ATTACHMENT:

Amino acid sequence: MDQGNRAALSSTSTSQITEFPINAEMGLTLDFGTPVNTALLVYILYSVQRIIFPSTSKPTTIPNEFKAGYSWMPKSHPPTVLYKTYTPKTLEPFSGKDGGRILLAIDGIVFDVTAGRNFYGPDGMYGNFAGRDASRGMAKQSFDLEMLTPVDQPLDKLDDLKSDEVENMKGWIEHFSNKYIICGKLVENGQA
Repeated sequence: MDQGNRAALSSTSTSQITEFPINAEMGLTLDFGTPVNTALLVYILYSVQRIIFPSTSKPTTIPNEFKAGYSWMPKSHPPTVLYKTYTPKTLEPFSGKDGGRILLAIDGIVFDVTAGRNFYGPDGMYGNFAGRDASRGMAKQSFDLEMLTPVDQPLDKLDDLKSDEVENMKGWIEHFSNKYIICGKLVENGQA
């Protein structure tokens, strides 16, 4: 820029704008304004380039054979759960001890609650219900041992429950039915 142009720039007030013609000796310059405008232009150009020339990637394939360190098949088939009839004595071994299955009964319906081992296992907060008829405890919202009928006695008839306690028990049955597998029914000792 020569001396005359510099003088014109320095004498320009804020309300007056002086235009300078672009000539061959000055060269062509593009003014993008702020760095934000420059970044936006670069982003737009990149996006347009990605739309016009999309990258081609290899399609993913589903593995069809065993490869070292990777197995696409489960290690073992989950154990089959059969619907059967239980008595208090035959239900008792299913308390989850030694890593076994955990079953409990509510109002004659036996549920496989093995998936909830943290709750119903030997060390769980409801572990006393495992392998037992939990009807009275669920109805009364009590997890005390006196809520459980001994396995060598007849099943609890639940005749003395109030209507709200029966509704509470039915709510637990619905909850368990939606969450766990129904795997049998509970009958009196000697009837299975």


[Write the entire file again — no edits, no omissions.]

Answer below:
Amino acid sequence: MDQGNRAALSSTSTSQITEFPINAEMGLTLDFGTPVNTALLVYILYSVQRIIFPSTSKPTTIPNEFKAGYSWMPKSHPPTVLYKTYTPKTLEPFSGKDGGRILLAIDGIVFDVTAGRNFYGPDGMYGNFAGRDASRGMAKQSFDLEMLTPVDQPLDKLDDLKSDEVENMKGWIEHFSNKYIICGKLVENGQA
Repeated sequence: MDQGNRAALSSTSTSQITEFPINAEMGLTLDFGTPVNTALLVYILYSVQRIIFPSTSKPTTIPNEFKAGYSWMPKSHPPTVLYKTYTPKTLEPFSGKDGGRILLAIDGIVFDVTAGRNFYGPDGMYGNFAGRDASRGMAKQSFDLEMLTPVDQPLDKLDDLKSDEVENMKGWIEHFSNKYIICGKLVENGQA
């Protein structure tokens, strides 16, 4: 820029704008304004380039054979759960001890609650219900041992429950039915 142009720039007030013609000796310059405008232009150009020339990637394939360190098949088939009839004595071994299955009964319906081992296992907060008829405890919202009928006695008839306690028990049955597998029914000792 020569001396005359510099003088014109320095004498320009804020309300007056002086235009300078672009000539061959000055060269062509593009003014993008702020760095934000420059970044936006670069982003737009990149996006347009990605739309016009999309990258081609290899399609993913589903593995069809065993490869070292990777197995696409489960290690073992989950154990089959059969619907059967239980008595208090035959239900008792299913308390989850030694890593076994955990079953409990509510109002004659036996549920496989093995998936909830943290709750119903030997060390769980409801572990006393495992392998037992939990009807009275669920109805009364009590997890005390006196809520459980001994396995060598007849099943609890639940005749003395109030209507709200029966509704509470039915709510637990619905909850368990939606969450766990129904795997049998509970009958009196000697009837299975």